Visual artist Santanu Hazarika talks about his first physical art exhibition, BLCK
Artist Santanu Hazarika’s work has captured the attention of the virtual world. The artist, known for his crypto art and collaborating with artists like Ritviz and Divine to create NFT art, is now showcasing his physical work at Mumbai-based gallery Art & Soul. Santanu, who has made a name for himself in the field of fine art for his evocative and thought-provoking creations, presents monochromatic works entitled BLCK in this gallery. The show can also be viewed online for those unable to visit the art space.
For someone known as an artist, it’s surprising that this is his first physical show. But then the winner of the world’s first Red Bull World Doodle Art Champion in 2014 presents some great works that may have taken a while to create. In an interview with Indulge, he talks about the show, the NFT world and what he’s working on next. Excerpts:
What is the idea behind BLCK?
The inspiration for this show comes from the color black because I’ve always painted and drawn with that color. I have participated in many group exhibitions in India and other countries, but I always wanted to do a conventional physical exhibition in a gallery. The pandemic has given me the time and opportunity to do so. I returned to the sketches I made during my engineering days, the most tumultuous period of my life. I started processing these sketches and recreating them as large canvases. When I had to give the exhibition a title, I realized that I had always used the color black and that this was a common thread that connected my past and present. I’ve evolved now and I’m not the same person or artist today, so the title BLCK without the A represents me. Although the pronunciation is the same, the word BLCK without the letter a means something different.
What should the audience take away from this?
I want people to take away an experience, I want them to have a glimpse into my world, into my process and into my existence. I want them to marvel and think about my artwork even after they have left the gallery. You will see something new every time you see my work. While my work may disturb and upset you, I want to instill a sense of awe and comfort at the same time.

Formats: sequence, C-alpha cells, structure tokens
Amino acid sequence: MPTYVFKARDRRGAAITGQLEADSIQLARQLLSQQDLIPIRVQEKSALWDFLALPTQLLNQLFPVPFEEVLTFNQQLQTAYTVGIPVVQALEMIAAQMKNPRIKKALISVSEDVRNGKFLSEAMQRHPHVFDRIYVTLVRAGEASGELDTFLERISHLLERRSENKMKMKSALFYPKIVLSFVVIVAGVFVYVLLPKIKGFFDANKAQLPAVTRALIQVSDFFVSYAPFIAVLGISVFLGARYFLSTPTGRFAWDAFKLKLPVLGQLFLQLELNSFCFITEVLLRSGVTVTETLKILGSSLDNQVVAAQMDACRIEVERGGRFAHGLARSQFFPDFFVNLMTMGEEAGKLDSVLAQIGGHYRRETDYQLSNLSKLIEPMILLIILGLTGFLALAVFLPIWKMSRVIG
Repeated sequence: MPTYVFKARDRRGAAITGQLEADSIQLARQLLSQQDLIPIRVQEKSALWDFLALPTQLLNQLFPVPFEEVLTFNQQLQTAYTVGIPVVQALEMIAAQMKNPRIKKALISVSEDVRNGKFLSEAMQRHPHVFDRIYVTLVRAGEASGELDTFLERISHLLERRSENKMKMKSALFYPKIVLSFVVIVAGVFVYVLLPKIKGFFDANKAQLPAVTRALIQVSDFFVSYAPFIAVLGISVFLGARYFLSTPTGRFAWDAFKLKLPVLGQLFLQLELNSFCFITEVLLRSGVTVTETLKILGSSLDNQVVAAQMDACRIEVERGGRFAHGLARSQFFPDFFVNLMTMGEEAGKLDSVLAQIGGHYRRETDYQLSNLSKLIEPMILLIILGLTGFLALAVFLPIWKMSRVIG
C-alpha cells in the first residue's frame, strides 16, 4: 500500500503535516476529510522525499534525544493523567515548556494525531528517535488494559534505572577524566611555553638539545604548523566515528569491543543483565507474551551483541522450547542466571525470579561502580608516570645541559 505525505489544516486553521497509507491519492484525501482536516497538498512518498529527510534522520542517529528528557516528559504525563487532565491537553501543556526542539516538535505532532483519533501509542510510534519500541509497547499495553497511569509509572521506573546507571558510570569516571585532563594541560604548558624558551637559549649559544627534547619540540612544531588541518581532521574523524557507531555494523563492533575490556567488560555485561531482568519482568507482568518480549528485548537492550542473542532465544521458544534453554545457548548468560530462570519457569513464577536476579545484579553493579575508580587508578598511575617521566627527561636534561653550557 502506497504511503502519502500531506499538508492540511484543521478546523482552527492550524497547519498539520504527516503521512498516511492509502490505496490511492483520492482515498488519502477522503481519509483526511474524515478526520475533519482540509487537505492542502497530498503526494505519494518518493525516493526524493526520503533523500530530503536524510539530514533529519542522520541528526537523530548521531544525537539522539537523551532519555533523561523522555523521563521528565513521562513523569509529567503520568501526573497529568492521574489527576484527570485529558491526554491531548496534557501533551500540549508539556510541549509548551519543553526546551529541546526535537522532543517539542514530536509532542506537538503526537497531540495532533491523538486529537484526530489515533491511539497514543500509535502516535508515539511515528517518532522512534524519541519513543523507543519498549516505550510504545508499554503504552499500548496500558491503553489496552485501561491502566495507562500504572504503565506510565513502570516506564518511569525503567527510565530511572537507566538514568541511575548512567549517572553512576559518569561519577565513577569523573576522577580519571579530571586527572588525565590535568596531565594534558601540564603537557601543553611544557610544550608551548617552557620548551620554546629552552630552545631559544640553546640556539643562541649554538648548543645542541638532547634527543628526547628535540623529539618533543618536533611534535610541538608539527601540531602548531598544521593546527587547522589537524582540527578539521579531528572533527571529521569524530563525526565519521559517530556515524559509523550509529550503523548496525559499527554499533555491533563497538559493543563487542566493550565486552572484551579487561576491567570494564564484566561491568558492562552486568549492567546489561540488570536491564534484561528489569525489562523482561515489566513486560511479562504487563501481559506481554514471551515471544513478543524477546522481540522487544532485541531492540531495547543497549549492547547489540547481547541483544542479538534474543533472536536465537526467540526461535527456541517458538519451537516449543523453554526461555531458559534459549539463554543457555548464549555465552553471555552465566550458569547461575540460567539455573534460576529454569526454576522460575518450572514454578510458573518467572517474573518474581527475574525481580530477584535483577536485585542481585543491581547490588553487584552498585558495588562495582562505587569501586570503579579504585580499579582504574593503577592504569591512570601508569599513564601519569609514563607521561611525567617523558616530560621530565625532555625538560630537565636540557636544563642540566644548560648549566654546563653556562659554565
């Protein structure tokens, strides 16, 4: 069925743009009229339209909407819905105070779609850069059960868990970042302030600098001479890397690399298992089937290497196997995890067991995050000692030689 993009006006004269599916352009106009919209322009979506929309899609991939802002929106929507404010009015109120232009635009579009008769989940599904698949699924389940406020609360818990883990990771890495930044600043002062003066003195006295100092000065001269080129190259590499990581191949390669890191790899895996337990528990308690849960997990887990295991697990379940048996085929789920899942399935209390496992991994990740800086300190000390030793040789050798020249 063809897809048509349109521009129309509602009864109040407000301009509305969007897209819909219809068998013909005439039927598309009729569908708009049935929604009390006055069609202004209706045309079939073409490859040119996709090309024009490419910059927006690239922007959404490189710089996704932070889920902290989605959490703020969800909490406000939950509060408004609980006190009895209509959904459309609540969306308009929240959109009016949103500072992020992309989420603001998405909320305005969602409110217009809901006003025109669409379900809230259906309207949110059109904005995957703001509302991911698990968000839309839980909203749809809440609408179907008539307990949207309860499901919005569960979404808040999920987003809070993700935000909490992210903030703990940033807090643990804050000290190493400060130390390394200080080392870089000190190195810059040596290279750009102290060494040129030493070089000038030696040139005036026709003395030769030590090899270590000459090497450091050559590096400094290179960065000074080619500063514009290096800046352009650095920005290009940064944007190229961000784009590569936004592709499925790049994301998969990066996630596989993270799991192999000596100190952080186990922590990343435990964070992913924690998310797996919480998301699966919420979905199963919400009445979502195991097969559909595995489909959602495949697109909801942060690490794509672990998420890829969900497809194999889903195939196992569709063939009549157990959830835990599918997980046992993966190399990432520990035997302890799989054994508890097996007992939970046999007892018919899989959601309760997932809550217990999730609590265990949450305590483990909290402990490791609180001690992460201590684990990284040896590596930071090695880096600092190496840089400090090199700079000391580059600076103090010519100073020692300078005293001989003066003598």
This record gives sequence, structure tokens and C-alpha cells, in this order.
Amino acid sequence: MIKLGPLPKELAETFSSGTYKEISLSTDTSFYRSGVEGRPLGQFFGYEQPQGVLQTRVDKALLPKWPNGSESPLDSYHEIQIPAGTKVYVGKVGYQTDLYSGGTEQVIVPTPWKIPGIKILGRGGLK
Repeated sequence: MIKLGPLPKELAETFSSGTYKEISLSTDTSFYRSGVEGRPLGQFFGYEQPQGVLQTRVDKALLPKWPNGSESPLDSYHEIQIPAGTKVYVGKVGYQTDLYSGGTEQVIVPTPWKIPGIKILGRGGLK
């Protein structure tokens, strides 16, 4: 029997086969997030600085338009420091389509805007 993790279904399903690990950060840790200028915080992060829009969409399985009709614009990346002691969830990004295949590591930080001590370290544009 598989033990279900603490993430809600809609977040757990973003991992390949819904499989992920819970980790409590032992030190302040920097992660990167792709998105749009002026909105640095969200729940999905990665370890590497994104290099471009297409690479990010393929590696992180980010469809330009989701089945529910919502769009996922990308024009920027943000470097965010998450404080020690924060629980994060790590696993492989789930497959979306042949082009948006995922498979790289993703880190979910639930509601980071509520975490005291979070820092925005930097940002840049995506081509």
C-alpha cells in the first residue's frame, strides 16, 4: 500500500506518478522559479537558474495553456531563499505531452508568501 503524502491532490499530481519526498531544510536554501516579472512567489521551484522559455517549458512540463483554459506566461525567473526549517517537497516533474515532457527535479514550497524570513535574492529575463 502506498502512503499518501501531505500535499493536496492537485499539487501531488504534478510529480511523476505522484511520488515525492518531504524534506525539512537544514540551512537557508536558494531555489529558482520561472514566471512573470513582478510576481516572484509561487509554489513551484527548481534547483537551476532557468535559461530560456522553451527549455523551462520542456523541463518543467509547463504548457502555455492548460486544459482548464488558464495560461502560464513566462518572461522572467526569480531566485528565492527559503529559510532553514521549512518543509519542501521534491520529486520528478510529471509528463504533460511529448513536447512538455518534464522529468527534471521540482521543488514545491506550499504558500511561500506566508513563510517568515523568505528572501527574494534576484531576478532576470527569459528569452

You’ve coined many of your artworks as NFTs… what are your plans on that front?
I have minted NFTs on platforms such as OpenSea, Foundation and WazirX. I am thinking of my next project where I will create a series of artworks and I will mint with a better roadmap in mind and physical utility associated with the artwork. But for now I’m taking a break.
How difficult is it for Indian artists to get the recognition they deserve in the crypto art world? What’s holding us back?
It is not very difficult for Indian artists to gain recognition, there are many recognized artists like Vimal Chandran and Prasad Bhat doing amazing work in the crypto art world. But it’s also a bit difficult because we don’t have enough artists from India in the global NFT art community and there are very few Indian collectors and buyers. Aside from very few indigenous projects taking place, these are the factors that make us lag behind.
As an artist, how do you think the physical art market is impacted by the crypto world?
I’m comfortable with both physical art and NFTs, I work in both mediums. It’s an exciting time, it’s an interesting intersection between the physical and virtual art worlds. Everyone is creative and cautious about how they carry out a virtual piece of physical work. It’s a hot topic and everyone wants to get involved and invest in it. The physical art market has been affected, but many galleries are converting physical art into NFTs and vice versa.
The show BLCK can be seen online until February 28th